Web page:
As data became the backbone of most businesses, data integration emerged as one of the most significant challenges. Today, a good part of the job of a data engineer is to move data from one place to another by creating pipelines that can be either ETL vs. ELT.
ETL has been the traditional way to manage pipelines for decades. However, with the advent of cloud-based infrastructure, ETL is changing towards ELT. Despite their similarities, there are significant differences between the two. In this article, we explore what those differences are, why ETL is shifting towards ELT, and what can we expect in the future.
How ETL Became Outdated
The ETL process (extract, transform, and load) is a data consolidation technique in which data is extracted from one source, transformed, and then loaded into a target destination. We won’t dive into the origins of ETL, but it’s important to understand its surroundings.
In the 1980s, companies started to amass big amounts of transactional data. In this context, ETL arose to address the issue of providing organizations with ready-to-analyze data. The process allows data teams to remove irrelevant data and transform the rest before loading the data into the target database. For example, combining user events with geographical data to analyze consumer behavior. But the industry realized that making transformations while on the journey can cause problems:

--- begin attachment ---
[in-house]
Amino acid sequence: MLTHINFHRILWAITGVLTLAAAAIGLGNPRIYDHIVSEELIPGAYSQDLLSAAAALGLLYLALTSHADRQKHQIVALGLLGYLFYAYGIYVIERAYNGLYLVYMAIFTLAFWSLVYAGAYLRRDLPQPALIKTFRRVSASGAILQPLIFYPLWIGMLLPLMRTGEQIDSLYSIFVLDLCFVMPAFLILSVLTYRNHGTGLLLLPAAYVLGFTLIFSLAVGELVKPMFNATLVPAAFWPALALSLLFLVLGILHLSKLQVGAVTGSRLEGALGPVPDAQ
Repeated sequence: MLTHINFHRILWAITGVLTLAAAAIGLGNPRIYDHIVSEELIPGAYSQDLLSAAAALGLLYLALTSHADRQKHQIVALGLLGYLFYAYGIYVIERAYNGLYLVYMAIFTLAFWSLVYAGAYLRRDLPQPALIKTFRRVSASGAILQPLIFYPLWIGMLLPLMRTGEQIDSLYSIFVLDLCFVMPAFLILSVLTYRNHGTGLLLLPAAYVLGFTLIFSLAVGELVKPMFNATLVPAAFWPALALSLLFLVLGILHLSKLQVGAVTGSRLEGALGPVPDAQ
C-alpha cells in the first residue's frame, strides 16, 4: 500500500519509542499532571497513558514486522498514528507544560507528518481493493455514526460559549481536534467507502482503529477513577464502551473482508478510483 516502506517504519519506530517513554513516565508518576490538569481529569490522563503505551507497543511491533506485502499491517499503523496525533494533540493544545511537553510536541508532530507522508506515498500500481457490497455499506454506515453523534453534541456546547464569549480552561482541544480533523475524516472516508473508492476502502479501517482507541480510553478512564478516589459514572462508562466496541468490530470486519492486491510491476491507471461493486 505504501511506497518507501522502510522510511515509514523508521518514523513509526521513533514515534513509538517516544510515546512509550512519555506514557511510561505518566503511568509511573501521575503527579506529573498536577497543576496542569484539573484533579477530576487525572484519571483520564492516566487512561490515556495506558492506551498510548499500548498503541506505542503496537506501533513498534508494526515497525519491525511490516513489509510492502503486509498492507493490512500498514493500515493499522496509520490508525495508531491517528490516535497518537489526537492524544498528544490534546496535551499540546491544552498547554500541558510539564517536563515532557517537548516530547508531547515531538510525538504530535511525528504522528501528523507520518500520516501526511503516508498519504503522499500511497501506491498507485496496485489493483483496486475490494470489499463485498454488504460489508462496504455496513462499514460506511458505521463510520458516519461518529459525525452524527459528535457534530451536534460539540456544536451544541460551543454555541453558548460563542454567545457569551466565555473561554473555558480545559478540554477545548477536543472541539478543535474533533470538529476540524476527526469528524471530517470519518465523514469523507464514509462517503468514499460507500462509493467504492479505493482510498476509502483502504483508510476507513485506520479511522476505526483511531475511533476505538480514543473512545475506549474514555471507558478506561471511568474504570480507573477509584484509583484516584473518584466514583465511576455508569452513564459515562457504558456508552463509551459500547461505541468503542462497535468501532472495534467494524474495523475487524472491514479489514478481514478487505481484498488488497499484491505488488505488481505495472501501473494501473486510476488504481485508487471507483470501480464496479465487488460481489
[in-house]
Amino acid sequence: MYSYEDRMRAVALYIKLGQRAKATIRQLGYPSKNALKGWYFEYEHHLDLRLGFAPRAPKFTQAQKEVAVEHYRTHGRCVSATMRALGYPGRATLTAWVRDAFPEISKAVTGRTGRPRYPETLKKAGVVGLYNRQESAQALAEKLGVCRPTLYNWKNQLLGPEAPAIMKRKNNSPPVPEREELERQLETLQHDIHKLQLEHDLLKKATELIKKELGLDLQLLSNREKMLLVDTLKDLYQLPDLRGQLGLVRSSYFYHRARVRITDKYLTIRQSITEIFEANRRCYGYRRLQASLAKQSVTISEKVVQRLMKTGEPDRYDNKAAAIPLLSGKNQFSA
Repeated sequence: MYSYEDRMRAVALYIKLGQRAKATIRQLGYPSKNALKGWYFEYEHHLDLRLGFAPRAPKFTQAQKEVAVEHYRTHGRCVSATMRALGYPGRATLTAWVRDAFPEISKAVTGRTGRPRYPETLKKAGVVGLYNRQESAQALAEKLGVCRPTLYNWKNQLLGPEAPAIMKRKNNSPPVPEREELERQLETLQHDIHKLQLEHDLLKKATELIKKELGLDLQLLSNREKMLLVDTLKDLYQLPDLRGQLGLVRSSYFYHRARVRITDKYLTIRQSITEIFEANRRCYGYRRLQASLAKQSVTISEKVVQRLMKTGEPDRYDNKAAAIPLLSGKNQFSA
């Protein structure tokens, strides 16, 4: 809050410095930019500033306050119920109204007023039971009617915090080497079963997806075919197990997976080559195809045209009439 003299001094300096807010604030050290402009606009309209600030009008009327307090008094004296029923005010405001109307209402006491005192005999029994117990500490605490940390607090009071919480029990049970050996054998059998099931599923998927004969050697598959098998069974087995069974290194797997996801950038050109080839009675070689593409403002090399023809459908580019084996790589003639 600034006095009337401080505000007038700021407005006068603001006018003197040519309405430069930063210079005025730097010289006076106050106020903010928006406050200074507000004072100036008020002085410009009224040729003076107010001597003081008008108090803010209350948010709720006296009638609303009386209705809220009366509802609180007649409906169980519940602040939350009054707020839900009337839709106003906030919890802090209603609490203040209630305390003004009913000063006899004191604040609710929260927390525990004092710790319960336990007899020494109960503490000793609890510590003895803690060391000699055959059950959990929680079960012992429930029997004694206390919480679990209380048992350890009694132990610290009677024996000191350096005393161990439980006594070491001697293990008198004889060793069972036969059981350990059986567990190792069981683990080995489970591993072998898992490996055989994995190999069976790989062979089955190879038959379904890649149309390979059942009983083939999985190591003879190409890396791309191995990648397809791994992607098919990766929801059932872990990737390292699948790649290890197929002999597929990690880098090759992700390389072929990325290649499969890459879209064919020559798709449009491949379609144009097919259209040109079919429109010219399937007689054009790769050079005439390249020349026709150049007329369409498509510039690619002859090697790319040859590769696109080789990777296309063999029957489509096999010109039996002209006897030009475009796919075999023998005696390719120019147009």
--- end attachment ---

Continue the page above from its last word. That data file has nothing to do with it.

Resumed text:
Expensive to Implement and Maintain
ETL is challenging. A small-sized company needs at least a few months to implement the process. After, there will be constant modifications, as data evolves with the business. In addition, analysts frequently lack the technical skills to construct an ETL-based data pipeline, which makes engineering needed to extract and transform the data. For this reason, businesses employ armies of talent, experts, and consultants to create and maintain ETL processes.
ETL processes are inherently structured and rigid. On one hand, the transformations take place in a staging area that sits between the data source and the target destination. While this might be perfect for use cases where it’s important to guarantee data types and format, it slows down the processing of big volumes of data. On the other hand, it requires data analysts to plan out how they will use the data and what every report will look like. If they didn’t, the impact on data consumers downstream of the initial extraction can be costly. For example, you need to know data formats in advance to avoid running into the problem of uploading data in a different format than you needed.